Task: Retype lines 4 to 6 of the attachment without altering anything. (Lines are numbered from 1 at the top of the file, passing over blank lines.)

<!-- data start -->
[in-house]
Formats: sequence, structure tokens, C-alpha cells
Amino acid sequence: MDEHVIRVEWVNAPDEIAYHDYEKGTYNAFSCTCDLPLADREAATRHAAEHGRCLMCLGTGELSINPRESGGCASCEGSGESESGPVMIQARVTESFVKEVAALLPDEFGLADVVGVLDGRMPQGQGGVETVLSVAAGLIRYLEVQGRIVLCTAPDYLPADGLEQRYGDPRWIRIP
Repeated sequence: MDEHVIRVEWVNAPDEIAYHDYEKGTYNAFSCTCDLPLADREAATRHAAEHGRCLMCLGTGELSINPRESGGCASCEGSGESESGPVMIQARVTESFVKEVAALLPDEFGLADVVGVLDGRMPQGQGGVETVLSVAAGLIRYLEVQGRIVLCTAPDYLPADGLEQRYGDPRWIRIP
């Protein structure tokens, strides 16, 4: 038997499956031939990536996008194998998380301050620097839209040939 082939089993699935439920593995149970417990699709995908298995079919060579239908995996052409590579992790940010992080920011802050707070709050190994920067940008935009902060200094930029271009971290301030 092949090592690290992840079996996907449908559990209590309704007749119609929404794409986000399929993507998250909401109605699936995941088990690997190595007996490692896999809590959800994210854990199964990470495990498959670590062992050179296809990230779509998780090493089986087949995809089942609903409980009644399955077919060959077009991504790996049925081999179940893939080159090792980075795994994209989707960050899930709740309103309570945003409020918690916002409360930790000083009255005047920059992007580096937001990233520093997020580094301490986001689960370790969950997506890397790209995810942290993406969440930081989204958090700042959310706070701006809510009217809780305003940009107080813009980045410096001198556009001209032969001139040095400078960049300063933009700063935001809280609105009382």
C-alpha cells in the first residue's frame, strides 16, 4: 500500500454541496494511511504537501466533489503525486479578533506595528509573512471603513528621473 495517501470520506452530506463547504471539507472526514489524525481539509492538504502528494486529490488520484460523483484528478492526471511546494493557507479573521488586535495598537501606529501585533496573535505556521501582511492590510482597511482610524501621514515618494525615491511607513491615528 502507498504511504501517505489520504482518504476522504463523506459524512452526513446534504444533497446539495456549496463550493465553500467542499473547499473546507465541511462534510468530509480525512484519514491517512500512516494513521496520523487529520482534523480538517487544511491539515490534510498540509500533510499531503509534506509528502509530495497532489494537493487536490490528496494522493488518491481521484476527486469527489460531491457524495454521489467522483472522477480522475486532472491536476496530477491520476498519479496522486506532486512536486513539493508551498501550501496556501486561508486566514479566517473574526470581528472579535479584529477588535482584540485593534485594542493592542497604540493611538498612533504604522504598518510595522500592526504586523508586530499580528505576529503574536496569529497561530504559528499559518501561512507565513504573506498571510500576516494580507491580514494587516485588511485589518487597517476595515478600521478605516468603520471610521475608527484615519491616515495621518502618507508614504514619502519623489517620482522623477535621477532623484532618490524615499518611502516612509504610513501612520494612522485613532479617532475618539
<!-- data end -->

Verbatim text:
Repeated sequence: MDEHVIRVEWVNAPDEIAYHDYEKGTYNAFSCTCDLPLADREAATRHAAEHGRCLMCLGTGELSINPRESGGCASCEGSGESESGPVMIQARVTESFVKEVAALLPDEFGLADVVGVLDGRMPQGQGGVETVLSVAAGLIRYLEVQGRIVLCTAPDYLPADGLEQRYGDPRWIRIP
């Protein structure tokens, strides 16, 4: 038997499956031939990536996008194998998380301050620097839209040939 082939089993699935439920593995149970417990699709995908298995079919060579239908995996052409590579992790940010992080920011802050707070709050190994920067940008935009902060200094930029271009971290301030 092949090592690290992840079996996907449908559990209590309704007749119609929404794409986000399929993507998250909401109605699936995941088990690997190595007996490692896999809590959800994210854990199964990470495990498959670590062992050179296809990230779509998780090493089986087949995809089942609903409980009644399955077919060959077009991504790996049925081999179940893939080159090792980075795994994209989707960050899930709740309103309570945003409020918690916002409360930790000083009255005047920059992007580096937001990233520093997020580094301490986001689960370790969950997506890397790209995810942290993406969440930081989204958090700042959310706070701006809510009217809780305003940009107080813009980045410096001198556009001209032969001139040095400078960049300063933009700063935001809280609105009382």
C-alpha cells in the first residue's frame, strides 16, 4: 500500500454541496494511511504537501466533489503525486479578533506595528509573512471603513528621473 495517501470520506452530506463547504471539507472526514489524525481539509492538504502528494486529490488520484460523483484528478492526471511546494493557507479573521488586535495598537501606529501585533496573535505556521501582511492590510482597511482610524501621514515618494525615491511607513491615528 502507498504511504501517505489520504482518504476522504463523506459524512452526513446534504444533497446539495456549496463550493465553500467542499473547499473546507465541511462534510468530509480525512484519514491517512500512516494513521496520523487529520482534523480538517487544511491539515490534510498540509500533510499531503509534506509528502509530495497532489494537493487536490490528496494522493488518491481521484476527486469527489460531491457524495454521489467522483472522477480522475486532472491536476496530477491520476498519479496522486506532486512536486513539493508551498501550501496556501486561508486566514479566517473574526470581528472579535479584529477588535482584540485593534485594542493592542497604540493611538498612533504604522504598518510595522500592526504586523508586530499580528505576529503574536496569529497561530504559528499559518501561512507565513504573506498571510500576516494580507491580514494587516485588511485589518487597517476595515478600521478605516468603520471610521475608527484615519491616515495621518502618507508614504514619502519623489517620482522623477535621477532623484532618490524615499518611502516612509504610513501612520494612522485613532479617532475618539